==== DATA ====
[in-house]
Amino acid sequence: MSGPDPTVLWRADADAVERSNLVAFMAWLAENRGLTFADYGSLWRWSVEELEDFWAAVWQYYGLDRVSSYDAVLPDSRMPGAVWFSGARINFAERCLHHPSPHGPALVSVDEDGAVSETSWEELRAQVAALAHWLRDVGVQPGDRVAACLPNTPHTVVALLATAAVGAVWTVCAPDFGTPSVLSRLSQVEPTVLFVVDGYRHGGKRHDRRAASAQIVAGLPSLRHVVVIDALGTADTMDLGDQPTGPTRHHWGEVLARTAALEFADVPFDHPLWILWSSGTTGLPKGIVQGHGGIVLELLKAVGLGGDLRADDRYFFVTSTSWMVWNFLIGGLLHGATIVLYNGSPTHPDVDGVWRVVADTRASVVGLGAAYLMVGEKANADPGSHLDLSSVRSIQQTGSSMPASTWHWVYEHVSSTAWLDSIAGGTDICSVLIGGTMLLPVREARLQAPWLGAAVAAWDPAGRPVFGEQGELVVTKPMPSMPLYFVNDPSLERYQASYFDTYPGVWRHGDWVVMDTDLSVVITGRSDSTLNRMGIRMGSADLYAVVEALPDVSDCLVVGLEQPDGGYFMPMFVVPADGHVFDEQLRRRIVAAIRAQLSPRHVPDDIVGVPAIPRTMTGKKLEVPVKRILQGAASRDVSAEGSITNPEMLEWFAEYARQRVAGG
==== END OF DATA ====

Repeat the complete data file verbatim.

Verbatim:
[in-house]
Amino acid sequence: MSGPDPTVLWRADADAVERSNLVAFMAWLAENRGLTFADYGSLWRWSVEELEDFWAAVWQYYGLDRVSSYDAVLPDSRMPGAVWFSGARINFAERCLHHPSPHGPALVSVDEDGAVSETSWEELRAQVAALAHWLRDVGVQPGDRVAACLPNTPHTVVALLATAAVGAVWTVCAPDFGTPSVLSRLSQVEPTVLFVVDGYRHGGKRHDRRAASAQIVAGLPSLRHVVVIDALGTADTMDLGDQPTGPTRHHWGEVLARTAALEFADVPFDHPLWILWSSGTTGLPKGIVQGHGGIVLELLKAVGLGGDLRADDRYFFVTSTSWMVWNFLIGGLLHGATIVLYNGSPTHPDVDGVWRVVADTRASVVGLGAAYLMVGEKANADPGSHLDLSSVRSIQQTGSSMPASTWHWVYEHVSSTAWLDSIAGGTDICSVLIGGTMLLPVREARLQAPWLGAAVAAWDPAGRPVFGEQGELVVTKPMPSMPLYFVNDPSLERYQASYFDTYPGVWRHGDWVVMDTDLSVVITGRSDSTLNRMGIRMGSADLYAVVEALPDVSDCLVVGLEQPDGGYFMPMFVVPADGHVFDEQLRRRIVAAIRAQLSPRHVPDDIVGVPAIPRTMTGKKLEVPVKRILQGAASRDVSAEGSITNPEMLEWFAEYARQRVAGG